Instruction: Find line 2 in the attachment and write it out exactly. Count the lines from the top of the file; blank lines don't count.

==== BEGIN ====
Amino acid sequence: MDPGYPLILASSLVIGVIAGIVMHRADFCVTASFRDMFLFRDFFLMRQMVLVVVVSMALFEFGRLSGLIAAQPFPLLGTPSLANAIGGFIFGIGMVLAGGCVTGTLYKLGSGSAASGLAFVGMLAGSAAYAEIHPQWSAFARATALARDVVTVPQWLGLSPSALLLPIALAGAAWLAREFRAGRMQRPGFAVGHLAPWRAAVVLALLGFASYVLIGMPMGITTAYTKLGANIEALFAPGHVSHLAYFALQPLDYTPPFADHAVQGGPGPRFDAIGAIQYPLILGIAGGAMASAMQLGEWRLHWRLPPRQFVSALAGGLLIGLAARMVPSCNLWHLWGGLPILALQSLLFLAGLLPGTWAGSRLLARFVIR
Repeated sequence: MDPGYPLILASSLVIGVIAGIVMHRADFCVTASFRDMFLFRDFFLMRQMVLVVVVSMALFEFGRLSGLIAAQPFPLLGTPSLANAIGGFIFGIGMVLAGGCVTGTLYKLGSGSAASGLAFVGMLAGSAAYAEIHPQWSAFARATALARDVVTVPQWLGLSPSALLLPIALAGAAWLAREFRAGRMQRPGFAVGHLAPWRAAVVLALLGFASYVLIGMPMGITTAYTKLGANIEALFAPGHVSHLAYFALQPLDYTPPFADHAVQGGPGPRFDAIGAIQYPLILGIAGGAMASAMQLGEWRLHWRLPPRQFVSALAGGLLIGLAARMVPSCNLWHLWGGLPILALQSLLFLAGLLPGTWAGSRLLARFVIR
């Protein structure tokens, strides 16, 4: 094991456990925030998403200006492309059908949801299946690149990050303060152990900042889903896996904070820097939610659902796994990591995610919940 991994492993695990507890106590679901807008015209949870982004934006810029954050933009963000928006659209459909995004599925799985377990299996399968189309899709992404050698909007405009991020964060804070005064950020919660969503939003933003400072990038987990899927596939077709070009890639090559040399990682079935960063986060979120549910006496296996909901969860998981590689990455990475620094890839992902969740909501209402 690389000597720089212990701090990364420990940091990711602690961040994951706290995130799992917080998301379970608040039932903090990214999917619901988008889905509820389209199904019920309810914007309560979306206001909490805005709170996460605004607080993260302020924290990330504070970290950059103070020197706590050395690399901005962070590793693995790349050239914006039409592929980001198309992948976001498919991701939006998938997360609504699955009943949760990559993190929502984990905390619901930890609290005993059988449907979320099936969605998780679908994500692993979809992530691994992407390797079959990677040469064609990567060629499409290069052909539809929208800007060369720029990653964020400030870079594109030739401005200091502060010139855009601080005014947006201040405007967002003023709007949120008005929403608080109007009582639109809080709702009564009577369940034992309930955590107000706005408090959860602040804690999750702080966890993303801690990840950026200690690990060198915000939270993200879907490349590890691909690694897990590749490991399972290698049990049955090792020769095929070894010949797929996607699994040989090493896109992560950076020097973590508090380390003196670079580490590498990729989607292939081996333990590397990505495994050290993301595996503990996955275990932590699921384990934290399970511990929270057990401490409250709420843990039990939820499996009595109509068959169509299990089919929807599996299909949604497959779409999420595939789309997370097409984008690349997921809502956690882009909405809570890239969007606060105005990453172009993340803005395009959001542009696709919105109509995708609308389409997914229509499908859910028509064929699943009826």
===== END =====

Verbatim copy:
Repeated sequence: MDPGYPLILASSLVIGVIAGIVMHRADFCVTASFRDMFLFRDFFLMRQMVLVVVVSMALFEFGRLSGLIAAQPFPLLGTPSLANAIGGFIFGIGMVLAGGCVTGTLYKLGSGSAASGLAFVGMLAGSAAYAEIHPQWSAFARATALARDVVTVPQWLGLSPSALLLPIALAGAAWLAREFRAGRMQRPGFAVGHLAPWRAAVVLALLGFASYVLIGMPMGITTAYTKLGANIEALFAPGHVSHLAYFALQPLDYTPPFADHAVQGGPGPRFDAIGAIQYPLILGIAGGAMASAMQLGEWRLHWRLPPRQFVSALAGGLLIGLAARMVPSCNLWHLWGGLPILALQSLLFLAGLLPGTWAGSRLLARFVIR